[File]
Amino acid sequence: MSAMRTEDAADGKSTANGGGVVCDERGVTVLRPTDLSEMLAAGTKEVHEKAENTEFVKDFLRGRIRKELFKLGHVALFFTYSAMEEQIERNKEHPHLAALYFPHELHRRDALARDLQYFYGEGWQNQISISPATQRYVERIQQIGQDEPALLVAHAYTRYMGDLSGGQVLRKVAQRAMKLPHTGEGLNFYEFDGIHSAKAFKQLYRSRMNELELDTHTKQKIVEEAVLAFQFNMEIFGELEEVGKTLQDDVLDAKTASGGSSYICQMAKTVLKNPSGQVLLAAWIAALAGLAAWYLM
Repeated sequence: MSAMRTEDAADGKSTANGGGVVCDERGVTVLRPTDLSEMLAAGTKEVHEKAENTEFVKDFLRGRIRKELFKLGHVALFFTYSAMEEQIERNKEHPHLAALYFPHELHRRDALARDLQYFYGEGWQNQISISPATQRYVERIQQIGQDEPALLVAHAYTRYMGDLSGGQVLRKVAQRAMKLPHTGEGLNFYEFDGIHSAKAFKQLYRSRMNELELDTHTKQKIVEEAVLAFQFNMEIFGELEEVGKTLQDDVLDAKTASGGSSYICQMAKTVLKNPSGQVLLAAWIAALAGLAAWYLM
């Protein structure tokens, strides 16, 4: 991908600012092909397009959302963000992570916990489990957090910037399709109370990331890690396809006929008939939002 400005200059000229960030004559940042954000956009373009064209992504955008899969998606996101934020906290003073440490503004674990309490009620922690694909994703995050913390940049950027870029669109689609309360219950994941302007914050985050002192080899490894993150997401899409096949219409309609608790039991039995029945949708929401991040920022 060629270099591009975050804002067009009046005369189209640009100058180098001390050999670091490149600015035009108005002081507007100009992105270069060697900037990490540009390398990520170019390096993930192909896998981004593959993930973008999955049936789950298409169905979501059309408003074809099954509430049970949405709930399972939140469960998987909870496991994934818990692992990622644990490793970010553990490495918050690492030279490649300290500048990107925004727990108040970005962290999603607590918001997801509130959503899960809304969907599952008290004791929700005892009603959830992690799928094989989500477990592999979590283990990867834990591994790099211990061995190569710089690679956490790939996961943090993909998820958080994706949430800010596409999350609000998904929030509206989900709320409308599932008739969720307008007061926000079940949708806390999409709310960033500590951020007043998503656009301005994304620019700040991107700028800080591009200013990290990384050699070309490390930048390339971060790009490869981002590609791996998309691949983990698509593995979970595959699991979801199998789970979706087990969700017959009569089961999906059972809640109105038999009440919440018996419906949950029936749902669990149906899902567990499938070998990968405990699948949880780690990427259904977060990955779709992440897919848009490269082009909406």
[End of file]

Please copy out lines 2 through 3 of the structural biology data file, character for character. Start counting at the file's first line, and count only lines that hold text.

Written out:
Repeated sequence: MSAMRTEDAADGKSTANGGGVVCDERGVTVLRPTDLSEMLAAGTKEVHEKAENTEFVKDFLRGRIRKELFKLGHVALFFTYSAMEEQIERNKEHPHLAALYFPHELHRRDALARDLQYFYGEGWQNQISISPATQRYVERIQQIGQDEPALLVAHAYTRYMGDLSGGQVLRKVAQRAMKLPHTGEGLNFYEFDGIHSAKAFKQLYRSRMNELELDTHTKQKIVEEAVLAFQFNMEIFGELEEVGKTLQDDVLDAKTASGGSSYICQMAKTVLKNPSGQVLLAAWIAALAGLAAWYLM
């Protein structure tokens, strides 16, 4: 991908600012092909397009959302963000992570916990489990957090910037399709109370990331890690396809006929008939939002 400005200059000229960030004559940042954000956009373009064209992504955008899969998606996101934020906290003073440490503004674990309490009620922690694909994703995050913390940049950027870029669109689609309360219950994941302007914050985050002192080899490894993150997401899409096949219409309609608790039991039995029945949708929401991040920022 060629270099591009975050804002067009009046005369189209640009100058180098001390050999670091490149600015035009108005002081507007100009992105270069060697900037990490540009390398990520170019390096993930192909896998981004593959993930973008999955049936789950298409169905979501059309408003074809099954509430049970949405709930399972939140469960998987909870496991994934818990692992990622644990490793970010553990490495918050690492030279490649300290500048990107925004727990108040970005962290999603607590918001997801509130959503899960809304969907599952008290004791929700005892009603959830992690799928094989989500477990592999979590283990990867834990591994790099211990061995190569710089690679956490790939996961943090993909998820958080994706949430800010596409999350609000998904929030509206989900709320409308599932008739969720307008007061926000079940949708806390999409709310960033500590951020007043998503656009301005994304620019700040991107700028800080591009200013990290990384050699070309490390930048390339971060790009490869981002590609791996998309691949983990698509593995979970595959699991979801199998789970979706087990969700017959009569089961999906059972809640109105038999009440919440018996419906949950029936749902669990149906899902567990499938070998990968405990699948949880780690990427259904977060990955779709992440897919848009490269082009909406």